My reply to this kind of disingenuousness is basically . . . how shall I put this? --grow up. As for Hysterical Horowitz, I was talking about Horowitz’s claim that “99 percent of all commencement speakers are Democrats, liberals, or Greens.” That claim is right on the bottom of this page of Horowitz’s FrontPage online magazine, and it’s based on his Center for the Study of Popular Culture’s “study” of 32 campuses (there are 3500 colleges in the United States). The campuses chosen by the CSPC are places like Amherst, Berkeley, Brown, Oberlin, Smith, Wellesley, and Wesleyan; and David’s list of “liberals” includes (I am not making this up) Cokie Roberts, Tom Brokaw, Dan Rather, Ted Koppel, Claire Shipman, Judy Woodruff, and Thomas Friedman, whereas speakers like Helmut Kohl are listed as “neutral.” If I say that this list represents a wingnut’s view of the world, am I being unfair?  (Also see David’s “executive summary,” entitled “One Last, Leftist Lecture”-- yes, that’s right, leftist indoctrination at the hands of Katie Couric and Anna Quindlen, in a commencement address, no less.) Seriously, this is kind of stuff you see from people who go around complaining that cookbooks are full of liberal bias because they so often say “season liberally” instead of “season conservatively” or “use a liberal dash of salt” instead of “hoard your salt conservatively, as Hayek advises.”

Really, people, if “99 percent of all commencement speakers are Democrats, liberals or Greens” is not an hysterical exaggeration, the phrase has no meaning.

But more important, over the past two months I’ve come to realize that something very funny is going on here.  Either (this is option A) there are some conservatives out there who sincerely have no idea how nutty and vile some of their number really are (don’t worry, I have an example coming right up), or (this would be option B) there’s actually something like a coordinated two-step program at work, whereby nutty and/or vile far-right wingnuts say X, and then people like me call them on it, and then right behind the wingnuts come these sober voices of reason tsk-tsking that anyone would call conservatives “nutty” and “vile,” and wondering whether this out-of-control leftist anger is going to tear apart the country.

For example.  Over at the National Review Online, John Derbyshire has come up with a fun new game, making up lists of “dead villains” he and his readers would like to exhume and hang.  You know, digging up dead bodies and hanging them-- “gibbeting a corpse,” they call it, as was done with Oliver Cromwell some years ago.  Hey kids, it’s not a foul, ghoulish, neo-medieval exercise, it’s the hip new conservative meme!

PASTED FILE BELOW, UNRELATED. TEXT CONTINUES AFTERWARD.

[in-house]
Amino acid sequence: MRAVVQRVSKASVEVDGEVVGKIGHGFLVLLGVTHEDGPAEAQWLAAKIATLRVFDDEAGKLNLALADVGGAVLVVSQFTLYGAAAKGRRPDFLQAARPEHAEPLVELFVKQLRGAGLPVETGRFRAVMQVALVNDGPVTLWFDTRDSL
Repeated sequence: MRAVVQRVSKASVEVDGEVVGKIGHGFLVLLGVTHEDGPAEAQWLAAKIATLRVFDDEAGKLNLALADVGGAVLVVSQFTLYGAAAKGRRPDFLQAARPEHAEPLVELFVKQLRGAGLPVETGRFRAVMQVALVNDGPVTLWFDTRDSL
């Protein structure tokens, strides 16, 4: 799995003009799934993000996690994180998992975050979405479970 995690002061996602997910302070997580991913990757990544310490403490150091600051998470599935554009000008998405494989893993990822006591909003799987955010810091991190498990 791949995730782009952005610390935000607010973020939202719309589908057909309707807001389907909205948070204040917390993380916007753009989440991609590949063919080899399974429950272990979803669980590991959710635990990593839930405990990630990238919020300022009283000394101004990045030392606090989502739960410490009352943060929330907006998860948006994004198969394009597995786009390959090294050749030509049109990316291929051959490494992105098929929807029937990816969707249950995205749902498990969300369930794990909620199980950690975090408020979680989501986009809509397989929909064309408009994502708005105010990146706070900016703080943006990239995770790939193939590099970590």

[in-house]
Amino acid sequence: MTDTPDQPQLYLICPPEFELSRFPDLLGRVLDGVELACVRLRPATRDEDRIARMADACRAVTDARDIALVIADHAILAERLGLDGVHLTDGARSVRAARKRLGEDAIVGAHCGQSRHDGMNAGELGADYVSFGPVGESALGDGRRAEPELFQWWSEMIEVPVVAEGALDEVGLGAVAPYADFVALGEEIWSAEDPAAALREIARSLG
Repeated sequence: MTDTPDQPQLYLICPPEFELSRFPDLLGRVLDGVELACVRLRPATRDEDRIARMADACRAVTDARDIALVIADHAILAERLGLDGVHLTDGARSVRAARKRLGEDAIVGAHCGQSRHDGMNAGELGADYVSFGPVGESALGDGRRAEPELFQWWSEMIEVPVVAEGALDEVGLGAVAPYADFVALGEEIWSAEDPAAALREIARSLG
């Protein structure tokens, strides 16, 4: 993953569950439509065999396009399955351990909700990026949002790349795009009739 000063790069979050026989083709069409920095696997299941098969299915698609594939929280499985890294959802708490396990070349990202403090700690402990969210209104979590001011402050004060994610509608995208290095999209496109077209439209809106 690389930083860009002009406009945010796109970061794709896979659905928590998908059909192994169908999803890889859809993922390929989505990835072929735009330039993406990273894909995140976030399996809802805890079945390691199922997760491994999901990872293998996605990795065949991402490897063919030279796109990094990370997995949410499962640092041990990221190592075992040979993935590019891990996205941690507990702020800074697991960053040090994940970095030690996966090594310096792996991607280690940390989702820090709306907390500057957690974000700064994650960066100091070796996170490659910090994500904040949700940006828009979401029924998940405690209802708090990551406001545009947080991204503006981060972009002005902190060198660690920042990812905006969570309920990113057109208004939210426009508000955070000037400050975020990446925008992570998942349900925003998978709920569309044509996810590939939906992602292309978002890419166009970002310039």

And guess who these people are joking about?  Leading the nominations are are Lyndon Johnson, Edward Said, Walter Duranty, Pierre Trudeau, and Margaret Mead.  No, I am not making this up, either.  Derbyshire also reproduces one reader’s list that includes a number of former Supreme Court justices, including Thurgood Marshall, although he doesn’t say whether his reader would like to burn and castrate the corpse of Marshall as well as hanging him (fie on this McCarthyite “political correctness” that doesn’t permit us to speak openly of lynching dead Negroes!)

OK, so I’ll take the bait, as I’ve taken it before: yes, Reed Irvine, the founder of Accuracy in Academia, is indeed slightly nutty.  David Horowitz’s claim about commencement speakers is indeed an hysterical exaggeration.  Stanley Kurtz’s testimony to Congress last summer, in which he claimed that Title VI area-studies programs are dominated by the work of Edward Said, does indeed rely on a paranoid logic.  And, last but not least, John Derbyshire’s little gibbeting-fantasy is completely @#%&ing deranged.  I hope I’m not giving all liberals a bad name in saying that Derbyshire is completely @#%&ing deranged, because I think it’s pretty obvious that Derbyshire is completely @#%&ing deranged.

Now I’ll get another fifty or sixty letters about how I claim to uphold “standards of reason” but I have a terrible habit of slandering and denigrating anyone who disagrees with me.  Bring ‘em on, folks.  Also, don’t forget to claim that I have suggested that all conservatives are mentally ill!

Posted by Michael on 02/05 at 03:57 PM